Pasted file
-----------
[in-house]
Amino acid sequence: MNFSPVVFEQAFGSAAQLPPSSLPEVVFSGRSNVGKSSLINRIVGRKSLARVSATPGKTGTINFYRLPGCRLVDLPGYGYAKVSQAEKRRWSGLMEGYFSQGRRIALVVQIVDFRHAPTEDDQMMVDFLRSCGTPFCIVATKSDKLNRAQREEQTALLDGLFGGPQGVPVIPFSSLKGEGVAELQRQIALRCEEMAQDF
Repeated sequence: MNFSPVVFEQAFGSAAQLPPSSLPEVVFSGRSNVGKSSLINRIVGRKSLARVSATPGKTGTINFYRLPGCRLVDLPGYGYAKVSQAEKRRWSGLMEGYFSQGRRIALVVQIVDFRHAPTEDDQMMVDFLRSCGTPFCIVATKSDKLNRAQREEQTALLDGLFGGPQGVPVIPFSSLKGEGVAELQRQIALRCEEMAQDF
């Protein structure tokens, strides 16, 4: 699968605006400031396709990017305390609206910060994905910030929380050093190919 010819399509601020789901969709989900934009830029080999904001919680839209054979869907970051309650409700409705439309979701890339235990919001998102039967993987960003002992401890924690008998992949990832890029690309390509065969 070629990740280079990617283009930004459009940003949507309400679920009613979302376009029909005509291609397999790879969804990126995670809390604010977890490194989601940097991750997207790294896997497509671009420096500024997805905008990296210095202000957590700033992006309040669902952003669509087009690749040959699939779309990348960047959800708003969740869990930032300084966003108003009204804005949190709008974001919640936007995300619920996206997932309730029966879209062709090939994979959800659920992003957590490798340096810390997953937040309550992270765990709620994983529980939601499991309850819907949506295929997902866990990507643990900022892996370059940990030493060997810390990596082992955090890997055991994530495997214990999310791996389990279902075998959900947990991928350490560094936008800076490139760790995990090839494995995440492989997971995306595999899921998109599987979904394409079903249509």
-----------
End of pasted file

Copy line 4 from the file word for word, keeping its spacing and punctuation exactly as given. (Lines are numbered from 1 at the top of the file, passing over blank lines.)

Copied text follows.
């Protein structure tokens, strides 16, 4: 699968605006400031396709990017305390609206910060994905910030929380050093190919 010819399509601020789901969709989900934009830029080999904001919680839209054979869907970051309650409700409705439309979701890339235990919001998102039967993987960003002992401890924690008998992949990832890029690309390509065969 070629990740280079990617283009930004459009940003949507309400679920009613979302376009029909005509291609397999790879969804990126995670809390604010977890490194989601940097991750997207790294896997497509671009420096500024997805905008990296210095202000957590700033992006309040669902952003669509087009690749040959699939779309990348960047959800708003969740869990930032300084966003108003009204804005949190709008974001919640936007995300619920996206997932309730029966879209062709090939994979959800659920992003957590490798340096810390997953937040309550992270765990709620994983529980939601499991309850819907949506295929997902866990990507643990900022892996370059940990030493060997810390990596082992955090890997055991994530495997214990999310791996389990279902075998959900947990991928350490560094936008800076490139760790995990090839494995995440492989997971995306595999899921998109599987979904394409079903249509």